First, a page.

Commit 347a0584 authored by Daniele Santoro's avatar Daniele Santoro
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Release lab lesson 2

parent 5526b49d
* Exercise 04 - Generate and upload your SSH key
- Time :: 10 minutes
- Try by yourself and ask for support
- Give an hack when completed succesfully
- Description :: If you do not have already one, generate an ssh key and save it on your laptop. Then move the key on the lab virtual-machine in order to use public/private authentication. Check that you are able to login on the lab VM without typing your password.
* Solutions and Instructions
** Generate an ssh key
Generate an ssh key, for example using the following, self explaining command. Please replace the variables with:
- your unitn email
- your last name as in unitn platform
- your name as in unitn platform
The passphrase to protect your key is optional, this course is not about real word security, my suggestion is to set up and use an ssh agent, but this is up to you.
You must backup (and be able to restore) your private key.
#+begin_src sh
ssh-keygen \
-t rsa \
-b 4096 \
-C "${EMAIL:=a@example.com} ${SNAME:=P. Liddell}, ${FNAME:=Alice W.}" \
-f "${EMAIL}.key"
#+end_src
If this is your first and unique ssh key, you can use it as default (on UNIX system):
#+begin_src sh
mv -i "${EMAIL}.key" "${HOME}/.ssh/id_rsa"
#+end_src
In other systems (eg: Windows) the default path may be different, try with [[https://www.scammell.co.uk/2017/09/18/ssh-keygen-best-practice-for-cmder/][this]] or store the keys in a place in order to be confortable to use every time you login on the lab VM.
If you do not have access to =ssh-keygen=, use any other tool that can generate an ssh key and then convert it into the openssh rsa format and add the appropriate comment manually.
A quick and dirty check of the public key, if your name is not something like =Robert'); DROP TABLE students;–= follows:
#+begin_src sh
grep -q "ssh-rsa [a-zA-Z0-9/=+]\+ ${EMAIL} ${SNAME}, ${FNAME}" ${EMAIL}.key.pub \
&& echo OK || echo KO
#+end_src
Study a bit the ssh command line =-i= option and the =IdentityFile= config option in order to be able to use the key, and optionally you may setup your ssh server to do some testing with the ssh key using your own resources.
** Upload the key on the Lab VM
After checking the correctness, upload the public part of the key into lab VM. There are multiple ways to do that.
*** Manually
Output the public part of the key into the clipboard
#+begin_src sh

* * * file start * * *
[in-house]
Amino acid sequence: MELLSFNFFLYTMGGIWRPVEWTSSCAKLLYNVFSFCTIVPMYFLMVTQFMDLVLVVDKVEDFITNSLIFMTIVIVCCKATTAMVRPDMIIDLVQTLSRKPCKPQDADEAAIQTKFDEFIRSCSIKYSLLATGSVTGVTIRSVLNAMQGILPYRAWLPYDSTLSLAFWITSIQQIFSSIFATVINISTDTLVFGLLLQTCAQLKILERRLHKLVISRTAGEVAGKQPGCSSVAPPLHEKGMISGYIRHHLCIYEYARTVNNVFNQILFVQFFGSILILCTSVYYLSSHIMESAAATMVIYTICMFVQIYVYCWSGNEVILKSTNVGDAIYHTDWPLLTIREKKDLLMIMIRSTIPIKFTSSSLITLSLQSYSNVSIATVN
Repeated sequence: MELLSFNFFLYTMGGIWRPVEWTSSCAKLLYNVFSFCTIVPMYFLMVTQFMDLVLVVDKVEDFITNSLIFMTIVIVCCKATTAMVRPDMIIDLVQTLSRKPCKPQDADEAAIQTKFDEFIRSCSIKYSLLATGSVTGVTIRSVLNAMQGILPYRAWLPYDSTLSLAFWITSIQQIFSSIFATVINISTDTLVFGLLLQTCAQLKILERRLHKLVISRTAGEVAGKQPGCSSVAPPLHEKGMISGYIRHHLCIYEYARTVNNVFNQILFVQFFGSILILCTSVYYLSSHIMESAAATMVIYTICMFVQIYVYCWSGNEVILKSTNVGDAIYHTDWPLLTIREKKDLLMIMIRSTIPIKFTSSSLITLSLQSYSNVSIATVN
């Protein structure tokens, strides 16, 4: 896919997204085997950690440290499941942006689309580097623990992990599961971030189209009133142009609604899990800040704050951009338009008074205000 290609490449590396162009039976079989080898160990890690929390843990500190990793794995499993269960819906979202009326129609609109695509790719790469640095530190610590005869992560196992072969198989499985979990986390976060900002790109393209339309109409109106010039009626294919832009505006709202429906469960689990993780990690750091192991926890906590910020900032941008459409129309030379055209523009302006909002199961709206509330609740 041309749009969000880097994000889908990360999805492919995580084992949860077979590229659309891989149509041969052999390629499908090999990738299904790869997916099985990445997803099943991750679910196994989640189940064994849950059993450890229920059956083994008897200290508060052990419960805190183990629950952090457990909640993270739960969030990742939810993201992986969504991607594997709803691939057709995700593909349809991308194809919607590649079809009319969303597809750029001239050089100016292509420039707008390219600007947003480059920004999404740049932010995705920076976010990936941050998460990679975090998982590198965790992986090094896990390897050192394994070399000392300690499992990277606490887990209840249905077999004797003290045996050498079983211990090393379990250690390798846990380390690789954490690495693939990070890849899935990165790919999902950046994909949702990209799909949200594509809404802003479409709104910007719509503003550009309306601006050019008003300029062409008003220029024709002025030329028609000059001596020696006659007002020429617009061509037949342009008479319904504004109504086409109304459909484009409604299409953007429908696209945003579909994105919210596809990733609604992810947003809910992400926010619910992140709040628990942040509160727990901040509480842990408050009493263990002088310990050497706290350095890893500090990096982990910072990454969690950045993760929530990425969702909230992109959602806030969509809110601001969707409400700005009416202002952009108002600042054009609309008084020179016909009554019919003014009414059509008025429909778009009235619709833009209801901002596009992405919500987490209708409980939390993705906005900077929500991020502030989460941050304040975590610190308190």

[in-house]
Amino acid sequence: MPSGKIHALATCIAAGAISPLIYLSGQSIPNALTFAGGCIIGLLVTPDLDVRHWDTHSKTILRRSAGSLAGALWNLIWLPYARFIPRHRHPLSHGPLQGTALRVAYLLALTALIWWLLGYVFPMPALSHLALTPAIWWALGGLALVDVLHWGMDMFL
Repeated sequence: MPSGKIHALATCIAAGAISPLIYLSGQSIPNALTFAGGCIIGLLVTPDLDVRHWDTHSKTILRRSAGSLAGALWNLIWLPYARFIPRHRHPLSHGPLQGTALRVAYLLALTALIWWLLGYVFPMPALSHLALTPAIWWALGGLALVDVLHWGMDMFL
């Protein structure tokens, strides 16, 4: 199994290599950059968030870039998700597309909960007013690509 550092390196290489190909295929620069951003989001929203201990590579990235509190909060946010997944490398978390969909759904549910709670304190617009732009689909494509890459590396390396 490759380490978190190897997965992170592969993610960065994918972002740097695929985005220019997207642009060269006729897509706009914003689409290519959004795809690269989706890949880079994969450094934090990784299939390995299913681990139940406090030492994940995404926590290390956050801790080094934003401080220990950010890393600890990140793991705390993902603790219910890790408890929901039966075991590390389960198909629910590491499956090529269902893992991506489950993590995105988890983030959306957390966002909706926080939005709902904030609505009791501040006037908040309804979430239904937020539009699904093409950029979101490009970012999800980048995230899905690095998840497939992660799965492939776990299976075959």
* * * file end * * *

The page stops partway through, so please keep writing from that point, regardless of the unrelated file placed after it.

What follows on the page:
cat a@example.com.key.pub
#+end_src
SSH into the Lab VM
#+begin_src sh
ssh -p LAB_VM_PORT disi@LAB_VM_URL
#+end_src
Copy the public key and, using an editor, append it on a new line in the =~/.ssh/authorized_keys= file, then save and exit
#+begin_src sh
vim ~/.ssh/authorized_keys
#+end_src
*** Using an home-made trick
Use a combination of =pipe=, =cat= and =bash output redirect= to append the content of a file on your local machine to another file on the remote machine
#+begin_src sh
cat a@example.com.key.pub | ssh -p LAB_VM_PORT disi@LAB_VM_URL 'cat >> ~/.ssh/authorized_keys'
#+end_src
*** Using a proper SSH tool
Use the ==ssh-copy-id= tool, which is smarted and does a check before adding the key which is better in respect to the previous proposed method
#+begin_src sh
ssh-copy-id -p LAB_VM_PORT -i ./a@example.com.key.pub disi@LAB_VM_URL
#+end_src
** Check that you can login wihtout password
Simply use the login command, the lab VM should now ask you for a password
#+begin_src sh
ssh -p LAB_VM_PORT disi@LAB_VM_URL
#+end_src
or with a more sophisticated way
#+begin_src sh
ssh -p LAB_VM_PORT disi@LAB_VM_URL -n && echo OK || echo KO
#+end_src
If the ssh key is not in a default location, specify it using the =-i= flag and specifying the path of the private part
#+begin_src sh
ssh -i a@example.com.key -p LAB_VM_PORT disi@LAB_VM_URL
#+end_src
* Exercise 05 - Setup an SSH tunnel and use it as a socks proxy in a web Browser
- Time :: 15 minutes
- 10 minutes: /Try by yourself and ask for support/
- Give an hack when completed succesfully
- 5 mintues: /Cross check and Verify/
- Description :: Setup a browser to use SSH based Socks Proxy tunnel. Create a tunnel from your laptop to the Lan VM. Finally verify that you, and only you, are able to reach your VM behind the firewall using this setup.
* Solutions and Instructions
** Configure a browser to use a socks proxy
This section depends heavily on your browser and even on your browser version, alternatively you can use an extensions, see below.
*** Using a browser
The examples are for a modern version of firefox.
We need another variable, is up to you to select a value in the high unprivileged port range, eg: =4444= or =8888=.
#+begin_src sh
${SOCKS_PORT:=8888}
#+end_src
Optionally, you can create a profile in your preferred browser, for firefox starts with:
#+begin_src sh
firefox --no-remote --ProfileManager
#+end_src
In Firefox under the network setting add a socks proxy with the address =${SOCKS_ADDR:=localhost}= and port =${SOCKS_PORT}=
[[file:ff-socks.png]]
In very recent version of firefox you will also need to set =network.proxy.allow_hijacking_localhost= to =true= in =about:config=, see [[https://bugzilla.mozilla.org/show_bug.cgi?id=1535581][https://bugzilla.mozilla.org/show_bug.cgi?id=1535581]]
[[file:ff-settings.png]]
*** Using an extension
Jump [[https://addons.mozilla.org/en-US/firefox/addon/switchyomega/][here]], install the extension and confgiure a new entry similarly as explained for Firefox above.
** Launch the tunnel
Launch an ssh connection with the socks support
#+begin_src sh
ssh -D ${SOCKS_ADDR}:${SOCKS_PORT} -p LAB_VM_PORT disi@LAB_VM_URL
#+end_src
** Create a dummy service on the Lab VM
This simple command will expose a web server that shows the content of the file=system path where it has ben executed